By: Dr. John Lyons Chapin Hall at the University of Chicago A few years ago, I was in Hawai’i over Memorial Day. At the recommendation of a local colleague we attended the candle floating ceremony on Oahu. In the ceremony, people create candles commemorating lost loved ones and float them out to sea together. The experience was very moving as a powerful visual representation of love. The theme of the ceremony that year was “Many rivers. One ocean”. That theme could very well describe the design of a communimetric tool. Although there… Read More
Avoid this Fundamental Mistake in TCOM Tool Scoring: confusing anchor definitions, for concrete details
By Dan Warner, Executive Director-Community Data Roundtable I have seen many hard-working, diligent people fail TCOM certification because they over-focus on anchor definitions, and do not properly understand the item they are rating. They think that by focusing on the anchor definitions they are being “detail oriented,” but instead they are “missing the forest for the trees.” The anchor definitions are not the “concrete” part of a TCOM tool. It is the items themselves that are concrete. After all, this is the first rule of a communimetric tool: It is an item… Read More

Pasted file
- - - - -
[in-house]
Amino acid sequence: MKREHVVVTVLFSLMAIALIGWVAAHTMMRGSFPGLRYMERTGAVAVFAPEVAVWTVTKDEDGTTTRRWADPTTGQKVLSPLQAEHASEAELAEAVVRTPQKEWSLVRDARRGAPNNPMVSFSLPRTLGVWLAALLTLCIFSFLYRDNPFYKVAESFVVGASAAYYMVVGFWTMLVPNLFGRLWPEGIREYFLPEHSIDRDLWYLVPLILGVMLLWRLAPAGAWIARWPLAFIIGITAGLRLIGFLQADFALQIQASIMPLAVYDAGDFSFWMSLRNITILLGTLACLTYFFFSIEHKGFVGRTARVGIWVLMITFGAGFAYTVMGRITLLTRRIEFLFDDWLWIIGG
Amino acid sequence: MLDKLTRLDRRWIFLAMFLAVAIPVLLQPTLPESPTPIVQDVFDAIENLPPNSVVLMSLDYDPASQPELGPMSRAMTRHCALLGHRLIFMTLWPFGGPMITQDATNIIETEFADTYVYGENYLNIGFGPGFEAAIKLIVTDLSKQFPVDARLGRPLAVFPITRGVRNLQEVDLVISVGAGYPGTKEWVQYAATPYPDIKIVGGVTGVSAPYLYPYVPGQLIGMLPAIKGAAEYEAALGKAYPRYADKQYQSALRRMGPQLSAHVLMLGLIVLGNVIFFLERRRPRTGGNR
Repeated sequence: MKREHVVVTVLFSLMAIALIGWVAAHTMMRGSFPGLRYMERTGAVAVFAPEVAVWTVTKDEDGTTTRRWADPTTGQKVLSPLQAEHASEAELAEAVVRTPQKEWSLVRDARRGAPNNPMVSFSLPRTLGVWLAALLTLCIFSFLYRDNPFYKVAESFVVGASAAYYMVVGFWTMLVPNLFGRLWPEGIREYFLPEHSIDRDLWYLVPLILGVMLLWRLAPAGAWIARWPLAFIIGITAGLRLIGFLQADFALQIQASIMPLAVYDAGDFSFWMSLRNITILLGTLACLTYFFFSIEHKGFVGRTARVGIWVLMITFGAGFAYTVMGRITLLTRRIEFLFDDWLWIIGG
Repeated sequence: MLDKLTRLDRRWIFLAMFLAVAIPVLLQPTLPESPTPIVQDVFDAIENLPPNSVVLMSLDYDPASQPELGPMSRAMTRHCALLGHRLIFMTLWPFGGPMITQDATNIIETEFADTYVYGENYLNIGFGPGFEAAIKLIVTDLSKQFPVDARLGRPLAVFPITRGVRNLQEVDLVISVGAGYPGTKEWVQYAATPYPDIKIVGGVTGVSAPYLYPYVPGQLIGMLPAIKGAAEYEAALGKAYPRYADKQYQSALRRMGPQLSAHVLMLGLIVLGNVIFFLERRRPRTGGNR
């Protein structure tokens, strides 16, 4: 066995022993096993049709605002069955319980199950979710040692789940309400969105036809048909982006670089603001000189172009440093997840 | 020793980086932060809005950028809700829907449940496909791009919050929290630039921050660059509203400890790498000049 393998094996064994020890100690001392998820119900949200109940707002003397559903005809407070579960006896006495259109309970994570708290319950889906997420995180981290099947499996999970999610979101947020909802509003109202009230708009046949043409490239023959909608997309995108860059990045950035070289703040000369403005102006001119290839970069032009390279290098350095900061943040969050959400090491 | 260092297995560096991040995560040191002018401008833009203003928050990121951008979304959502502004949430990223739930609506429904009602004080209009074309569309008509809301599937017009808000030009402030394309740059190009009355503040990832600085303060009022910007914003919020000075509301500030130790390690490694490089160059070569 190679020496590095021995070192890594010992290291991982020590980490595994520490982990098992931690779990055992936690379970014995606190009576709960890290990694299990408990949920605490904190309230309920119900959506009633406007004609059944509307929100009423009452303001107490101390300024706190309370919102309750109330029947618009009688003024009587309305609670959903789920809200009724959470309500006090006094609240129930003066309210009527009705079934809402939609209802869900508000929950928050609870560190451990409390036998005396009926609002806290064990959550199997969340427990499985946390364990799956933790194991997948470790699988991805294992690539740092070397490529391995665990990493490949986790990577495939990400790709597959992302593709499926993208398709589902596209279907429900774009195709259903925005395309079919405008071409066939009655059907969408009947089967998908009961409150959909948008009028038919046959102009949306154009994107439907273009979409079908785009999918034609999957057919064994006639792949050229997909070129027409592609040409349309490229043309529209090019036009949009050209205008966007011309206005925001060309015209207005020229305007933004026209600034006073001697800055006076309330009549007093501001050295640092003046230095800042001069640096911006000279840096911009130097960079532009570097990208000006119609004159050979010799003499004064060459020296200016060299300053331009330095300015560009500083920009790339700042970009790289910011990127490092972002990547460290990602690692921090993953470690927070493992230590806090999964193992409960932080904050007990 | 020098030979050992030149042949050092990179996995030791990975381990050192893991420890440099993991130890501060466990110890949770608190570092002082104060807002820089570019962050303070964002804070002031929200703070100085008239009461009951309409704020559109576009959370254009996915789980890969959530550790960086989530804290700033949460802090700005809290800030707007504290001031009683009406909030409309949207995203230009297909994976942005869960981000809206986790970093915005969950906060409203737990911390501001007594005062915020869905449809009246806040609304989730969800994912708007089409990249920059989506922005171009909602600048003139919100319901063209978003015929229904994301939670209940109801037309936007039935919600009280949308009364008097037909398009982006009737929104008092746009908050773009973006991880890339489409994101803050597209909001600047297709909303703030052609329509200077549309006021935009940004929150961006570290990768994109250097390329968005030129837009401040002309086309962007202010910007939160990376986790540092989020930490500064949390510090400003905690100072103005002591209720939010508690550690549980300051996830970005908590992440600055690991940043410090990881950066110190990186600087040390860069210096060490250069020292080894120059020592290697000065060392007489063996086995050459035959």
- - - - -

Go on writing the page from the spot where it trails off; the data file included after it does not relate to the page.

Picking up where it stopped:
Meet one of your #TCOM2018 Presenters! Featured in this post: David Channer
Thanks to recent technological growth, children are receiving cochlear implants earlier than ever before. This advance in technology offers a great benefit to support earlier development of language skills. While these advancements are exciting, they, of course, create some new challenges for the young patients, their auditory-verbal therapists, and their families. Because of their young age—less than 18 months—it’s hard to track the impact of the implants. And it is more also challenging for therapists to communicate with, and counsel, parents who want to understand how their child is responding to the… Read More